Questions on Freedom of Expression in Bahrain


For the last two years I have been raising concerns about Formula 1’s decision to go ahead with the Bahrain Grand Prix at a time when there are such profound issues with the country’s human rights record, and when the race has been a focus for discontent. You can read some of my reasons in this article I wrote in the Huffington Post in 2012. I have been in regular correspondence with the Governing body of motor sport, the FIA, over the last year and I held a press briefing for motor sport journalists ahead of this year’s race.

Against the ongoing background of concern about human rights in Bahrain, I was recently surprised to read two articles on the UK Embassy in Bahrain’s website giving a very one sided and – I thought – questionable picture of freedom of expression in Bahrain. Although the articles represented one strand of opinion in Bahrain, I found it particularly surprising that the Embassy had not posted any other perspectives on its website for balance and objectivity.

I therefore tabled two parliamentary questions to the Minister of State at the Foreign and Commonwealth Office about the articles and the issues they had raised. Knowing I receive a lot of representations about the situation in Bahrain, I wanted to share the questions I asked – and the responses I received from the Minister – on my website:

Richard Burden: To ask the Secretary of State for Foreign and Commonwealth Affairs what representations (a) he and (b) the UK Embassy in Bahrain has received in response to the publication of articles from Bahraini journalists and commentators on that Embassy’s blog marking World Press Freedom Day. [154683]

Alistair Burt: We have received representations from two non-governmental organisations (NGOs). We explained that the views expressed in the guest blogs for World Press Freedom Day that were published on the British embassy in Bahrain’s webpage do not reflect those of the UK Government. All views expressed are solely those of the authors.

Our most recent human rights report made clear that we have some serious concerns about human rights in Bahrain—including freedom of expression—and our ambassador and Ministers raise these concerns regularly both in private and public.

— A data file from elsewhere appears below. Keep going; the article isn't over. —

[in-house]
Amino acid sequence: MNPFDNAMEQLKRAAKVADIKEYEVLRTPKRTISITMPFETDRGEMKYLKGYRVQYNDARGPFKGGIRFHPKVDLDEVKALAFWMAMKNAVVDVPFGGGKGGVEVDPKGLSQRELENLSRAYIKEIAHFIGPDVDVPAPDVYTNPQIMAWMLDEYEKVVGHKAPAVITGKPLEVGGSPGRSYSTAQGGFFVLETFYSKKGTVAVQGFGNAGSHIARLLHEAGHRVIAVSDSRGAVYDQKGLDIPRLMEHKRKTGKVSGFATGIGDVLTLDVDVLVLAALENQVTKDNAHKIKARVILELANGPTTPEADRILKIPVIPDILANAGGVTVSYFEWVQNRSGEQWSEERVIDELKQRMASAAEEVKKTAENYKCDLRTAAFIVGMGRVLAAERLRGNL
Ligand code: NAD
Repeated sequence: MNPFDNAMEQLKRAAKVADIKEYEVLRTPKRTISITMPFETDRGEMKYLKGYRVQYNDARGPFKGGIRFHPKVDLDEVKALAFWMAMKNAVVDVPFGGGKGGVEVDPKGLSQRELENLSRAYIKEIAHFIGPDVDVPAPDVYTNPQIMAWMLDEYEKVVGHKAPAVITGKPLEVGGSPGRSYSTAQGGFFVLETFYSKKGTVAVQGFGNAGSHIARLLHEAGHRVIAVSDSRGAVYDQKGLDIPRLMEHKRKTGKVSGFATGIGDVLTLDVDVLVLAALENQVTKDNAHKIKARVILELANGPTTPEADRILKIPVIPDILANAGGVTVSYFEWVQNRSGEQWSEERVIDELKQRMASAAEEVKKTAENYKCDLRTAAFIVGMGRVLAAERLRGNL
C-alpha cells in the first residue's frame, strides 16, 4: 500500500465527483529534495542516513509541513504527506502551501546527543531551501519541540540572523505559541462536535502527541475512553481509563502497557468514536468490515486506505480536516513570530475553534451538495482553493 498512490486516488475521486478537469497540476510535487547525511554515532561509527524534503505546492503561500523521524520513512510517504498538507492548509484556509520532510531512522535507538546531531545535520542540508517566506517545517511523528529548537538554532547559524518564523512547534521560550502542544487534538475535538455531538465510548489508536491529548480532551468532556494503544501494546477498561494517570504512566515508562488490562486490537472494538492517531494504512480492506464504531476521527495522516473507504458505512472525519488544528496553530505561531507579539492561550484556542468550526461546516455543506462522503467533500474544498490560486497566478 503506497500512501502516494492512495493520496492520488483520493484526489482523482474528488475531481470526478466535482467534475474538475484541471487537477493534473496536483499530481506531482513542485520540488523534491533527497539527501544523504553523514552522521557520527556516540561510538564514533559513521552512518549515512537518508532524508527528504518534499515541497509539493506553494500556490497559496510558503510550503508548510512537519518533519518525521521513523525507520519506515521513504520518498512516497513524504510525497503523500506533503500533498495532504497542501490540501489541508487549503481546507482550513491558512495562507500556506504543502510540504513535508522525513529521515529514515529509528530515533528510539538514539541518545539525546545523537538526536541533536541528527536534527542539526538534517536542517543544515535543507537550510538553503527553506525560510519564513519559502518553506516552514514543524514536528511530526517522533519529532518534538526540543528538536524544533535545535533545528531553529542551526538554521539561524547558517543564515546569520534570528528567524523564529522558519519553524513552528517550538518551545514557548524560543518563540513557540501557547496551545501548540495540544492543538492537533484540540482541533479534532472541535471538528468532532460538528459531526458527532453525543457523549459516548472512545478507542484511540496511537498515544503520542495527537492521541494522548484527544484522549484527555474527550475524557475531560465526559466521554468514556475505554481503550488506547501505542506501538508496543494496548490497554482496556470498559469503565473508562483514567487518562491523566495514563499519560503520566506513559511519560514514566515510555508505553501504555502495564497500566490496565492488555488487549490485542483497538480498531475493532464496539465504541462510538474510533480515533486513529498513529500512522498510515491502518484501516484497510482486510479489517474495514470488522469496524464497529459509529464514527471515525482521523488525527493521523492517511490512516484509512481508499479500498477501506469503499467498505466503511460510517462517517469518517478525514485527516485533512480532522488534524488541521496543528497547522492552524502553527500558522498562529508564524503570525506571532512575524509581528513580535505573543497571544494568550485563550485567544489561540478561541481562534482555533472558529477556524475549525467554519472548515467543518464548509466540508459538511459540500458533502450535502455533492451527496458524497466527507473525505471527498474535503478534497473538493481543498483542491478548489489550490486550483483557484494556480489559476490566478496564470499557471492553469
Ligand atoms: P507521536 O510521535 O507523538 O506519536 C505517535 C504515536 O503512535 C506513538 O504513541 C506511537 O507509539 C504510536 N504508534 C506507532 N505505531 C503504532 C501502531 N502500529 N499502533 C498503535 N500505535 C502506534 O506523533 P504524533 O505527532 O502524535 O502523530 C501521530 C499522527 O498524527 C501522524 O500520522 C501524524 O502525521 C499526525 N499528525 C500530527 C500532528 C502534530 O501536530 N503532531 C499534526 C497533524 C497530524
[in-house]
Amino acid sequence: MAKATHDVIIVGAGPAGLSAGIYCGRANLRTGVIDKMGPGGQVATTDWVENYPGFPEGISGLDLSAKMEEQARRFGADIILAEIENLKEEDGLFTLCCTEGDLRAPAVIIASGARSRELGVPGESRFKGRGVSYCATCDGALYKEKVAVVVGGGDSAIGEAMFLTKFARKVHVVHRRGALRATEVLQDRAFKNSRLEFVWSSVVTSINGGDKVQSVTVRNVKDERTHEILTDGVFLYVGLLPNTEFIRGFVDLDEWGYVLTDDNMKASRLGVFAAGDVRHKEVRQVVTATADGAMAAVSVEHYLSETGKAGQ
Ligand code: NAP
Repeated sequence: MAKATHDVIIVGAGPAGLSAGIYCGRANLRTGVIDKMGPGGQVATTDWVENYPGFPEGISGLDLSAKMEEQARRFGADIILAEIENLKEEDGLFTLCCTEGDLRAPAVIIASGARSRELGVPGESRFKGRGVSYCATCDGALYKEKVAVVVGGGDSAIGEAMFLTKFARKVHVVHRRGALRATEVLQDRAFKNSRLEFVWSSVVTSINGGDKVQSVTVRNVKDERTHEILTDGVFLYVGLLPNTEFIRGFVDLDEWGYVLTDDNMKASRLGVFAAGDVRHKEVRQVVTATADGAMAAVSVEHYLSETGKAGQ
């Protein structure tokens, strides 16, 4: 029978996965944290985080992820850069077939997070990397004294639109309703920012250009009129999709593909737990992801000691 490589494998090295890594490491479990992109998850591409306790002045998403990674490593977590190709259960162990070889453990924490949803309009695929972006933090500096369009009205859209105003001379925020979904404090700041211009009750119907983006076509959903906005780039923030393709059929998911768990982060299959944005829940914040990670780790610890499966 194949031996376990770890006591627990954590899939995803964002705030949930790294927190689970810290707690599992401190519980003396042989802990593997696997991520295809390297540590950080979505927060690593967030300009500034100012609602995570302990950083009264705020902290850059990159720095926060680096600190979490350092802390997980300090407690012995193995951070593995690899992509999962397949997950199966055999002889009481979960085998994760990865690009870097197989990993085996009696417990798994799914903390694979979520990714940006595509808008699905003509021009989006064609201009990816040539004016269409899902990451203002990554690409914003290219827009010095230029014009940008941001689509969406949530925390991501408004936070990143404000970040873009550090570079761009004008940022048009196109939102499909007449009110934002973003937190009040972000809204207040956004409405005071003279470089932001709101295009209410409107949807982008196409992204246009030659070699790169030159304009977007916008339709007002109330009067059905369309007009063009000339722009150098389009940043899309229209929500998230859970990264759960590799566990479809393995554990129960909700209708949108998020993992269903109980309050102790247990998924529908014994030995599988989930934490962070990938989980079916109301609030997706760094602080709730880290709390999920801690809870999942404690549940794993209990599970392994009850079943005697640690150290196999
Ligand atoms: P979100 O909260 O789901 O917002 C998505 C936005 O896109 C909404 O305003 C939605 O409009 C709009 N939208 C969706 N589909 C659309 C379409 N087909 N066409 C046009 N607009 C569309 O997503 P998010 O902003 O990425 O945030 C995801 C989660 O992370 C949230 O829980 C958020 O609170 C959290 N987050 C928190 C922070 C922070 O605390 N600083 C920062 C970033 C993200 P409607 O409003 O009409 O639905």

Richard Burden: To ask the Secretary of State for Foreign and Commonwealth Affairs which Bahraini journalists and commentators were invited by the UK Embassy in Bahrain to write an article for that Embassy’s blog on freedom of expression in Bahrain on World Press Freedom Day; what criteria were used to decide which journalists and commentators were invited to do so; and what efforts were made to ensure balance in the selection of articles to be published.[154684]

Alistair Burt: To mark World Press Freedom Day, the Foreign and Commonwealth Office (FCO) asked journalists and bloggers to write guest blogs and articles in order to highlight freedom of expression across the world through personal testimonies. We had over 20 contributions from our embassies—including blogs, videos, and articles.

All views expressed in guest blogs for World Press Freedom Day are solely those of the author and do not necessarily reflect Government policy.

The embassy in Bahrain asked a range of journalists and commentators to contribute in order to ensure balance. Not all those invited responded, and the embassy published all of the articles they received. We made it clear that the views expressed on the guest blogs that appeared on the embassy’s pages are not those of the Government.

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Richard Burden

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I was Labour Member of Parliament for Birmingham Northfield between 1992 and 2019 and a former Shadow Transport Minister. I now chair Healthwatch in Birmingham and Solihull, and the West Midlands Board of Remembering Srebrenica. I also work as a public affairs consultant. I am an effective community advocate and stakeholder alliance builder with a passion for human rights. I am a trustee of the Balfour Project charity and of Citizens Advice Birmingham, and a former Chair of Medical Aid for Palestinians.

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